On November 15, after three years of technical talks, during the 7th Regional Economic Cooperation Conference on Afghanistan (RECCA-VII) in Ashgabat, Turkmenistan was signed the agreement, making Georgia part of Lapis Lazuli Corridor.
Georgian Vice Prime Minister and Foreign Minister Mikheil Janelidze signed a document which will enable Georgia to be part of a one more transport corridor between Europe and Asia.
The Lapis-Lazuli Transit, Trade & Transport Route (also known as the “Lapis Lazuli Corridor”) aims to enhance regional economic cooperation and connectivity between the countries of Afghanistan, Turkmenistan, Azerbaijan, Georgia and Turkey.
The corridor begins from Aqina in northern Faryab province and Torghundi in western Herat (both in Afghanistan), and continues to the port (on the Caspian Sea) of Turkmenbashi in Afghanistan; after passing the Caspian Sea, the route continues on to Baku, capital of Azerbaijan, and then connects onward to Tblisi, capital of Georgia, as well as the Georgian ports of Poti and Batumi; in the end, the corridor will connect to the cities of Kars and Istanbul (Turkey) at the entrance of Europe.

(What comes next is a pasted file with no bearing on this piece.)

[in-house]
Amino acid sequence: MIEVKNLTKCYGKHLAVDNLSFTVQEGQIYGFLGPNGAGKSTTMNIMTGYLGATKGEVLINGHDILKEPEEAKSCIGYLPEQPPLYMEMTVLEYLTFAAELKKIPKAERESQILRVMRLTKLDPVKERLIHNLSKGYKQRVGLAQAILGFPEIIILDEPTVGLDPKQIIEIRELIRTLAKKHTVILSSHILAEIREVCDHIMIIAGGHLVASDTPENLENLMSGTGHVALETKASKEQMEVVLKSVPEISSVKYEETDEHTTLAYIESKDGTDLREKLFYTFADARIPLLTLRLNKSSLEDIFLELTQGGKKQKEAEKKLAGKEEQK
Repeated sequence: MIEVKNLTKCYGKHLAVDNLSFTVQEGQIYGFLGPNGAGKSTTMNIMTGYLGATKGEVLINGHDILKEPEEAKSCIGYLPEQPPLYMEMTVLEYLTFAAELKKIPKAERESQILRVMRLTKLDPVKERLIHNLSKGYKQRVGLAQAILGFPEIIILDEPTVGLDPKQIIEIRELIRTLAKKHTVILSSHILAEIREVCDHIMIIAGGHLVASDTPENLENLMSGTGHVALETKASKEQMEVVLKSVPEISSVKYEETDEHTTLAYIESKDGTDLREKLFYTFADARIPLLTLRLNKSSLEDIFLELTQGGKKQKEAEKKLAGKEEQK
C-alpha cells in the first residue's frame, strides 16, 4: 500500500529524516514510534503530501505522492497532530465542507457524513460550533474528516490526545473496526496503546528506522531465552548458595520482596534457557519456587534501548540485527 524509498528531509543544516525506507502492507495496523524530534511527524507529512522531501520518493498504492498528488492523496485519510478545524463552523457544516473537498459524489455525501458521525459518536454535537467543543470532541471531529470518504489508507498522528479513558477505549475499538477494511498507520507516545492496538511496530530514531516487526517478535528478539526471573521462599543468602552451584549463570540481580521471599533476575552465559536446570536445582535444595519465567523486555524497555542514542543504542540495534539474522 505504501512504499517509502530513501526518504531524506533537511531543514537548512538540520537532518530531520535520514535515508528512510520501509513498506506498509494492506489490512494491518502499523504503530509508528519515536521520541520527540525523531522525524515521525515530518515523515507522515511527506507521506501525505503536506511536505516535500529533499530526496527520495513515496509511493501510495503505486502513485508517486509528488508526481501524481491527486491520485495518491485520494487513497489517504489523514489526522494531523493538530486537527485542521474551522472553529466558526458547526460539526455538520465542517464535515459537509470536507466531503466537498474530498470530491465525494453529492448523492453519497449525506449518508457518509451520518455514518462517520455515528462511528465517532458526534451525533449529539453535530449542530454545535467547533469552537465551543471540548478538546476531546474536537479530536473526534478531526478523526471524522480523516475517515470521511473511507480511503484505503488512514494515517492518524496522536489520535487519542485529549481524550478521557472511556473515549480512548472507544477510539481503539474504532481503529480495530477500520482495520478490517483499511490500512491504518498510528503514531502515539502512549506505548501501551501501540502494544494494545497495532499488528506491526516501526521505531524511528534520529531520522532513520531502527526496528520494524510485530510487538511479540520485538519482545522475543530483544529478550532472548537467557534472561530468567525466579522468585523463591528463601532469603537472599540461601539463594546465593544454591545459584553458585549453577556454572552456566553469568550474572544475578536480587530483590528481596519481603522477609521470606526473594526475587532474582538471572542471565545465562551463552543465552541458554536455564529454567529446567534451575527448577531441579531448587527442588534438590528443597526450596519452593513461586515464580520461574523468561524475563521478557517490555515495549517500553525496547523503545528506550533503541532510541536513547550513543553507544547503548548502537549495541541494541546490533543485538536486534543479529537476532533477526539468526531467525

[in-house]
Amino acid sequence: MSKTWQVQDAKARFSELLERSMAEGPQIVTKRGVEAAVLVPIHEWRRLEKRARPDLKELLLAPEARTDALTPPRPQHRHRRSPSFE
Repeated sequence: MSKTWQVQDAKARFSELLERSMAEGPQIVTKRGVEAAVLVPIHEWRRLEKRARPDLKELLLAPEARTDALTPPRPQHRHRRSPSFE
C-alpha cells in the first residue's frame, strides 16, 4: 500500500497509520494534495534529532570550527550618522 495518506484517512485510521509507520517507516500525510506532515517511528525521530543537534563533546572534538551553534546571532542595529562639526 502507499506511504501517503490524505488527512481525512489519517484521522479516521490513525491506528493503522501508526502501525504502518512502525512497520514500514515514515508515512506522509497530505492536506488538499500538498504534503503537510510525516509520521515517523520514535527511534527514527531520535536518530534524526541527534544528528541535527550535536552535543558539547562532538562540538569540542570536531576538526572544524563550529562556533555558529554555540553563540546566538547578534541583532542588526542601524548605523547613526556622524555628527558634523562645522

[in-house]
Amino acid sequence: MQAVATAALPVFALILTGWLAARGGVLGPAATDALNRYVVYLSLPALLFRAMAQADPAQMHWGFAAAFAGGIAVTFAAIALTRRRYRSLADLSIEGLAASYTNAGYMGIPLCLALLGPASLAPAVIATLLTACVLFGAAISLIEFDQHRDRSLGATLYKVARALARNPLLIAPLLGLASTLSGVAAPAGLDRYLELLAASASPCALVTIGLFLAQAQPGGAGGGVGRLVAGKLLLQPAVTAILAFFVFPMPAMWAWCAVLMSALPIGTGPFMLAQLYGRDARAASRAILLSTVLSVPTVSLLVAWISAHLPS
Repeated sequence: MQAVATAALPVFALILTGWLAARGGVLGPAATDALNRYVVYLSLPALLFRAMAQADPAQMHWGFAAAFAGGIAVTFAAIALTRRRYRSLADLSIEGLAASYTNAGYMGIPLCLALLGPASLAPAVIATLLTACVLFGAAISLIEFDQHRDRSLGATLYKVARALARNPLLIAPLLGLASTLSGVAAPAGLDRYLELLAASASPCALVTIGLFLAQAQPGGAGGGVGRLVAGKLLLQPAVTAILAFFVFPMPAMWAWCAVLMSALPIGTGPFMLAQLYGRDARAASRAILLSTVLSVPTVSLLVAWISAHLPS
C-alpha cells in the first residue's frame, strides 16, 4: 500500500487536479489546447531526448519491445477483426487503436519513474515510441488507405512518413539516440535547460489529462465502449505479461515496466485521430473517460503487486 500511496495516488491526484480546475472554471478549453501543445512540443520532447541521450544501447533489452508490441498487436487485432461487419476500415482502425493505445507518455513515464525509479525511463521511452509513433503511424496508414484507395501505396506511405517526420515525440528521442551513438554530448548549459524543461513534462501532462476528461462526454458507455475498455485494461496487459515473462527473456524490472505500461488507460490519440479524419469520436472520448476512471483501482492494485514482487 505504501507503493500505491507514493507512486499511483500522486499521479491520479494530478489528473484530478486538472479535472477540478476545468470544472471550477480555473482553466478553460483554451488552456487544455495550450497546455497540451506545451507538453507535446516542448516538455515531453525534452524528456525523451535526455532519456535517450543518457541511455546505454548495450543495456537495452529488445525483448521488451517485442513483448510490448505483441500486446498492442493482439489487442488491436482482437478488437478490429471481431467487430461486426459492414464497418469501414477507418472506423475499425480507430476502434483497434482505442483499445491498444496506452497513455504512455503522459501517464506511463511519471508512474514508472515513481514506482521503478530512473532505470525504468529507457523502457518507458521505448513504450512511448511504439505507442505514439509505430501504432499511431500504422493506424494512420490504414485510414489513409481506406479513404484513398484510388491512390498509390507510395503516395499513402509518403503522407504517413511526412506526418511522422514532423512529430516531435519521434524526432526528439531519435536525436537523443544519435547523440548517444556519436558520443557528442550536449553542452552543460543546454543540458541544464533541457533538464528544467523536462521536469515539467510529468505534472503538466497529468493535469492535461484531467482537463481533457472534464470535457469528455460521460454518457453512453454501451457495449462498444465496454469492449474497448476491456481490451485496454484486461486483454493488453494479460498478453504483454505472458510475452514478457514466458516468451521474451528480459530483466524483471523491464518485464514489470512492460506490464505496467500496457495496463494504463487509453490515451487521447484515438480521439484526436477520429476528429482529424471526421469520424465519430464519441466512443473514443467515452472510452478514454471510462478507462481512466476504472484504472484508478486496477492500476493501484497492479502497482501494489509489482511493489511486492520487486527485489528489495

The name “Lapis Lazuli” is derived from the historic route that Afghanistan’s lapis lazuli and other semiprecious stones were exported along, over 2,000 years ago, to the Caucasus, Russia, the Balkans, Europe, and North Africa.
Current projects will improve infrastructure and procedures across the five countries and they are estimated to exceed $2 billion, according to RECCA VII.